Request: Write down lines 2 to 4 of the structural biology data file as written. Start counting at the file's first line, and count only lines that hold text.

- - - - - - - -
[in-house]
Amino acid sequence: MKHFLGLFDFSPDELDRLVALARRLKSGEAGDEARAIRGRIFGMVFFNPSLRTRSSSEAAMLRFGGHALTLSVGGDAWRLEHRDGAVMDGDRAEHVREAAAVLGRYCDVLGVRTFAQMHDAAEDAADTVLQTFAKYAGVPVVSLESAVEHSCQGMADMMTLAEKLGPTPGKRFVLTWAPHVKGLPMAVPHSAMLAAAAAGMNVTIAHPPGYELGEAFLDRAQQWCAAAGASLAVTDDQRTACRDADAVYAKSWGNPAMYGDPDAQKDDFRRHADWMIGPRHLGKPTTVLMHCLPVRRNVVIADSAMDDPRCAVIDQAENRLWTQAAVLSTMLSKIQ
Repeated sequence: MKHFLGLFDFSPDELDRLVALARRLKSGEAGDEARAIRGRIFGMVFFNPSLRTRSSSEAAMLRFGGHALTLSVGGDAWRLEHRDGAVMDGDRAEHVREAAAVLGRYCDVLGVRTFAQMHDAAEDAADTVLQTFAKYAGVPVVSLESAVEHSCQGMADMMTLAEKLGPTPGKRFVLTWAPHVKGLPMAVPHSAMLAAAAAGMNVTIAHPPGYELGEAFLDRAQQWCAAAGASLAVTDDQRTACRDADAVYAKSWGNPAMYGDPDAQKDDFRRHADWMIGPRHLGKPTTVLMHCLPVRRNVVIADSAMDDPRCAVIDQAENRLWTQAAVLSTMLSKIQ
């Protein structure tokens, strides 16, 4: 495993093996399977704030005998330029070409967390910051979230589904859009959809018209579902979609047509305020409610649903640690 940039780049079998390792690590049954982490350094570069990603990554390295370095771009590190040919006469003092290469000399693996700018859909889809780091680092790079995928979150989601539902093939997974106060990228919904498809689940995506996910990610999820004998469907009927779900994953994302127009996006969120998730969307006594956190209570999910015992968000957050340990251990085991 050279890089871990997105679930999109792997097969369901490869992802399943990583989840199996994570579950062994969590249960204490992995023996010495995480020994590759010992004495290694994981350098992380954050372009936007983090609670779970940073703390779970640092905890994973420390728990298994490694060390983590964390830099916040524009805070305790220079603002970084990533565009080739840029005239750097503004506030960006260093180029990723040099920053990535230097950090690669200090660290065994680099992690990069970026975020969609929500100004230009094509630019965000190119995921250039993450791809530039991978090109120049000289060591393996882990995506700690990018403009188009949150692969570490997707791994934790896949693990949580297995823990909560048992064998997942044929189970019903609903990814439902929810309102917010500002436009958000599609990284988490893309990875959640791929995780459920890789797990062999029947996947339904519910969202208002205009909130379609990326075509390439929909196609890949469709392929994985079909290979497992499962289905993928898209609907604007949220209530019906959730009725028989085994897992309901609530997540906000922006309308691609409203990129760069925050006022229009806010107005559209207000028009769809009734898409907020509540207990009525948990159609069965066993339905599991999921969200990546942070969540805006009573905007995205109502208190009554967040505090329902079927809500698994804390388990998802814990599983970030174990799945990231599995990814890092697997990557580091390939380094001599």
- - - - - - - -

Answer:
Amino acid sequence: MKHFLGLFDFSPDELDRLVALARRLKSGEAGDEARAIRGRIFGMVFFNPSLRTRSSSEAAMLRFGGHALTLSVGGDAWRLEHRDGAVMDGDRAEHVREAAAVLGRYCDVLGVRTFAQMHDAAEDAADTVLQTFAKYAGVPVVSLESAVEHSCQGMADMMTLAEKLGPTPGKRFVLTWAPHVKGLPMAVPHSAMLAAAAAGMNVTIAHPPGYELGEAFLDRAQQWCAAAGASLAVTDDQRTACRDADAVYAKSWGNPAMYGDPDAQKDDFRRHADWMIGPRHLGKPTTVLMHCLPVRRNVVIADSAMDDPRCAVIDQAENRLWTQAAVLSTMLSKIQ
Repeated sequence: MKHFLGLFDFSPDELDRLVALARRLKSGEAGDEARAIRGRIFGMVFFNPSLRTRSSSEAAMLRFGGHALTLSVGGDAWRLEHRDGAVMDGDRAEHVREAAAVLGRYCDVLGVRTFAQMHDAAEDAADTVLQTFAKYAGVPVVSLESAVEHSCQGMADMMTLAEKLGPTPGKRFVLTWAPHVKGLPMAVPHSAMLAAAAAGMNVTIAHPPGYELGEAFLDRAQQWCAAAGASLAVTDDQRTACRDADAVYAKSWGNPAMYGDPDAQKDDFRRHADWMIGPRHLGKPTTVLMHCLPVRRNVVIADSAMDDPRCAVIDQAENRLWTQAAVLSTMLSKIQ
């Protein structure tokens, strides 16, 4: 495993093996399977704030005998330029070409967390910051979230589904859009959809018209579902979609047509305020409610649903640690 940039780049079998390792690590049954982490350094570069990603990554390295370095771009590190040919006469003092290469000399693996700018859909889809780091680092790079995928979150989601539902093939997974106060990228919904498809689940995506996910990610999820004998469907009927779900994953994302127009996006969120998730969307006594956190209570999910015992968000957050340990251990085991 050279890089871990997105679930999109792997097969369901490869992802399943990583989840199996994570579950062994969590249960204490992995023996010495995480020994590759010992004495290694994981350098992380954050372009936007983090609670779970940073703390779970640092905890994973420390728990298994490694060390983590964390830099916040524009805070305790220079603002970084990533565009080739840029005239750097503004506030960006260093180029990723040099920053990535230097950090690669200090660290065994680099992690990069970026975020969609929500100004230009094509630019965000190119995921250039993450791809530039991978090109120049000289060591393996882990995506700690990018403009188009949150692969570490997707791994934790896949693990949580297995823990909560048992064998997942044929189970019903609903990814439902929810309102917010500002436009958000599609990284988490893309990875959640791929995780459920890789797990062999029947996947339904519910969202208002205009909130379609990326075509390439929909196609890949469709392929994985079909290979497992499962289905993928898209609907604007949220209530019906959730009725028989085994897992309901609530997540906000922006309308691609409203990129760069925050006022229009806010107005559209207000028009769809009734898409907020509540207990009525948990159609069965066993339905599991999921969200990546942070969540805006009573905007995205109502208190009554967040505090329902079927809500698994804390388990998802814990599983970030174990799945990231599995990814890092697997990557580091390939380094001599």